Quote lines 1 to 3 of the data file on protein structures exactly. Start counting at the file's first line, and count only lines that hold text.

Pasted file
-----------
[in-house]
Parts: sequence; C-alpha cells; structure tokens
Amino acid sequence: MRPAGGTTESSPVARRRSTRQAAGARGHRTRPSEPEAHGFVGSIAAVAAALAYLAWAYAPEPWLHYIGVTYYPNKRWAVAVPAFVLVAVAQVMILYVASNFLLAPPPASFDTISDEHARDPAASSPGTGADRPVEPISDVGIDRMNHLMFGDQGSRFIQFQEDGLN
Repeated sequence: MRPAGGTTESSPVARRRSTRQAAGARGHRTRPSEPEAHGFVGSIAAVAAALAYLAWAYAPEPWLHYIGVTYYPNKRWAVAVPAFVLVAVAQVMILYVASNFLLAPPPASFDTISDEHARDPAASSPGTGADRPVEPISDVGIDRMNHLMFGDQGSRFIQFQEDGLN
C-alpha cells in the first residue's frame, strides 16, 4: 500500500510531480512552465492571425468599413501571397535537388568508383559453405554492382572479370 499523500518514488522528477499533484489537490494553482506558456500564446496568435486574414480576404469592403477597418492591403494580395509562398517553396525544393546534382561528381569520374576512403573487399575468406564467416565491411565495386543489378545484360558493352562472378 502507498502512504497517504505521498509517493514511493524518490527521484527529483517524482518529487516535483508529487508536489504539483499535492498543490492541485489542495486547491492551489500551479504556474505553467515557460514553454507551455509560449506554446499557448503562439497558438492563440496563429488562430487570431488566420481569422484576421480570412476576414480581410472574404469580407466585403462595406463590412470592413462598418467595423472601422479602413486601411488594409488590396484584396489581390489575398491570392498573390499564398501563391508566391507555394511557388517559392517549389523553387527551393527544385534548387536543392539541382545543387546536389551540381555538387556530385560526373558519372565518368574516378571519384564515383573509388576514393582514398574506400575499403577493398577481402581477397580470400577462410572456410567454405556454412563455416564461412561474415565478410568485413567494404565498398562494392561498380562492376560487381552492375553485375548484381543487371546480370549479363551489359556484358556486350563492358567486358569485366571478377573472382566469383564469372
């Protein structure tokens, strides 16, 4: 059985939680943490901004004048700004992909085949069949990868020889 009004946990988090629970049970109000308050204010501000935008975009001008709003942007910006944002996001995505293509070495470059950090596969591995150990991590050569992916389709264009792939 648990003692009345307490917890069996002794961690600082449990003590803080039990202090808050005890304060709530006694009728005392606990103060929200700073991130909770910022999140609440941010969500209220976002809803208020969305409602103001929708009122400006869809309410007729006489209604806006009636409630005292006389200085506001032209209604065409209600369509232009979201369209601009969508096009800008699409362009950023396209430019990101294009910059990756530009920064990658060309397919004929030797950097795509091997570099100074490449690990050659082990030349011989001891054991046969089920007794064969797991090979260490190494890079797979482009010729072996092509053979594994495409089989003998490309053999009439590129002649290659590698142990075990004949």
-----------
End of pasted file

[in-house]
Parts: sequence; C-alpha cells; structure tokens
Amino acid sequence: MRPAGGTTESSPVARRRSTRQAAGARGHRTRPSEPEAHGFVGSIAAVAAALAYLAWAYAPEPWLHYIGVTYYPNKRWAVAVPAFVLVAVAQVMILYVASNFLLAPPPASFDTISDEHARDPAASSPGTGADRPVEPISDVGIDRMNHLMFGDQGSRFIQFQEDGLN